An exact diagnosis of this eye condition can be difficult. Definitive clinical diagnosis might even change due to the changing appearance of the retina as the dog ages. The CMR genetic test solves this problem immediately since presence of the CMR gene mutation is detected by testing a DNA sample. This result gives the owner immediate diagnostic information and aides in making decisions for the affected dog and for breeding strategies.
Breeding Strategies using the CMR Test:
The benefits of genetic disease testing are clear. With informed breeding practices, breeders immediately can avoid producing CMR affected pups, yet use any healthy dog in their program regardless of genetic status. And since genetic testing can be done at any age, each dog’s genetic status can be known even before clinical disease signs are recognized. Over several generations of selection away from the disease gene, breeders can eliminate a disease gene completely from their line.
BUT, there are basic limits for any and all DNA genetic tests. Whether a test is mutation-based or marker-based, it identifies only the specific mutation being tested or the association between a specific marker set and the disease. For example, a mutation test detects one specific mutation in one specific gene. If there are several different mutations or several different genes that can cause the same condition, one must discover and then test for each mutation and each gene. It can be difficult or even impossible to know how many mutations or how many marker sets exist in all the members of a specific breed. As more and more dogs are tested, previously unknown variations may come to light.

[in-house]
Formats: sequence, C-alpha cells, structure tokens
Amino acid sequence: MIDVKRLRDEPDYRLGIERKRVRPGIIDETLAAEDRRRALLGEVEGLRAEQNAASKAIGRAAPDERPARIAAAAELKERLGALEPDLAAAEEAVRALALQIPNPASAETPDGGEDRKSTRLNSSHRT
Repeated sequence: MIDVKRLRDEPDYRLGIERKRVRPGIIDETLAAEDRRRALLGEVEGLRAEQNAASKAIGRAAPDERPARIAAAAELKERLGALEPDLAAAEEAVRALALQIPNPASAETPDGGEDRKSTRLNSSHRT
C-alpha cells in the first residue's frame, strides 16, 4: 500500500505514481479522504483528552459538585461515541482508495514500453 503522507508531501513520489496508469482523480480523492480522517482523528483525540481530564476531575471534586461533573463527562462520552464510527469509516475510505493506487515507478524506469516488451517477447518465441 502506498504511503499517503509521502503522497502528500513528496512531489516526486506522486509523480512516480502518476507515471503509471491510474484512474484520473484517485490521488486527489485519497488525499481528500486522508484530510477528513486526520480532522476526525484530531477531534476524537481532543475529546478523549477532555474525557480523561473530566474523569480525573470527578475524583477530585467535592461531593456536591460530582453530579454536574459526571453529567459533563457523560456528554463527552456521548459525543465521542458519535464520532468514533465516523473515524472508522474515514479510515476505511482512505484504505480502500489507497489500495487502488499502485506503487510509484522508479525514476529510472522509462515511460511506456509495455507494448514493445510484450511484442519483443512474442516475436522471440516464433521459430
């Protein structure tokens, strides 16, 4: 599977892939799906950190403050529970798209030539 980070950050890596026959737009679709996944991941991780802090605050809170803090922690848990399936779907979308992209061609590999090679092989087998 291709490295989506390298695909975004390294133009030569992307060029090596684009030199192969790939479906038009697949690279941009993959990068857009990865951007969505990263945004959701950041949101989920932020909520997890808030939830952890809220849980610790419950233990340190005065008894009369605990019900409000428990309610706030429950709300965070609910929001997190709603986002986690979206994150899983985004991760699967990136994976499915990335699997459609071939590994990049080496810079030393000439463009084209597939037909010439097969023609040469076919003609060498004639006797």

Ordering the CMR Testing:
The CMR test is done on a small sample of blood obtained by your veterinarian. This allows the lowest risk of contamination of the sample and added assurance of a match of the sample with the identified dog. Please read the paragraphs below, and then read “Instructions and Information” to learn about ordering a test, shipping a sample and prices.
I. Mastiffs and Lapponian Herders already tested for OptiGen PRA:
Blood Sample Information:
II. Australian Shepherds, Mastiffs or Lapponian Herders not tested earlier:
III. Great Pyrenees, Coton de Tulear and Dogue de Bordeaux:
Price: The price for the CMR test is US$95.00, with the usual discounts for online ordering and 20/20 Clinics.
The research leading to this discovery was undertaken by scientists at the University of Pennsylvania and Cornell University, with collaboration by OptiGen. The report on this research is submitted for publication.
Page last updated October 14, 2016